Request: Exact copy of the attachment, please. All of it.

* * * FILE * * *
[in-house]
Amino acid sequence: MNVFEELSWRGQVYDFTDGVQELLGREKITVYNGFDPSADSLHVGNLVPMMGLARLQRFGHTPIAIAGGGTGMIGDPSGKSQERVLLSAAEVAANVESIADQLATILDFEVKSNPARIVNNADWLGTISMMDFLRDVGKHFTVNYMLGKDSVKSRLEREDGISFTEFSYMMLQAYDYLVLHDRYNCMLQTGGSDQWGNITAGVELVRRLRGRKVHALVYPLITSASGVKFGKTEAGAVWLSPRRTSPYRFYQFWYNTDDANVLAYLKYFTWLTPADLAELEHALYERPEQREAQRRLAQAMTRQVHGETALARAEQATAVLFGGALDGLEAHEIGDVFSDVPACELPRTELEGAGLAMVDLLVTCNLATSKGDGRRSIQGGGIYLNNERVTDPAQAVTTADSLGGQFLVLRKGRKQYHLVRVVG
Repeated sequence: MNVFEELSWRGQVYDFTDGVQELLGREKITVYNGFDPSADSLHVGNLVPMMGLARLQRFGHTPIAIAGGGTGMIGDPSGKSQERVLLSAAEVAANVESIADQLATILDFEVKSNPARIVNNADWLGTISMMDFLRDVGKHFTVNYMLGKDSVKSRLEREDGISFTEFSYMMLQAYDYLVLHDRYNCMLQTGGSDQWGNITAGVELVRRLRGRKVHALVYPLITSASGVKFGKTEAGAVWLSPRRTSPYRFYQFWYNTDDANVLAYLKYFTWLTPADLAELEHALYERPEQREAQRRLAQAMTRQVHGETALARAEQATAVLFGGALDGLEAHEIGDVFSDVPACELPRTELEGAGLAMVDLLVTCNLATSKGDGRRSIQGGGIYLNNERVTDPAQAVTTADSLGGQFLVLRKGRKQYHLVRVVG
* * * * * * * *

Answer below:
[in-house]
Amino acid sequence: MNVFEELSWRGQVYDFTDGVQELLGREKITVYNGFDPSADSLHVGNLVPMMGLARLQRFGHTPIAIAGGGTGMIGDPSGKSQERVLLSAAEVAANVESIADQLATILDFEVKSNPARIVNNADWLGTISMMDFLRDVGKHFTVNYMLGKDSVKSRLEREDGISFTEFSYMMLQAYDYLVLHDRYNCMLQTGGSDQWGNITAGVELVRRLRGRKVHALVYPLITSASGVKFGKTEAGAVWLSPRRTSPYRFYQFWYNTDDANVLAYLKYFTWLTPADLAELEHALYERPEQREAQRRLAQAMTRQVHGETALARAEQATAVLFGGALDGLEAHEIGDVFSDVPACELPRTELEGAGLAMVDLLVTCNLATSKGDGRRSIQGGGIYLNNERVTDPAQAVTTADSLGGQFLVLRKGRKQYHLVRVVG
Repeated sequence: MNVFEELSWRGQVYDFTDGVQELLGREKITVYNGFDPSADSLHVGNLVPMMGLARLQRFGHTPIAIAGGGTGMIGDPSGKSQERVLLSAAEVAANVESIADQLATILDFEVKSNPARIVNNADWLGTISMMDFLRDVGKHFTVNYMLGKDSVKSRLEREDGISFTEFSYMMLQAYDYLVLHDRYNCMLQTGGSDQWGNITAGVELVRRLRGRKVHALVYPLITSASGVKFGKTEAGAVWLSPRRTSPYRFYQFWYNTDDANVLAYLKYFTWLTPADLAELEHALYERPEQREAQRRLAQAMTRQVHGETALARAEQATAVLFGGALDGLEAHEIGDVFSDVPACELPRTELEGAGLAMVDLLVTCNLATSKGDGRRSIQGGGIYLNNERVTDPAQAVTTADSLGGQFLVLRKGRKQYHLVRVVG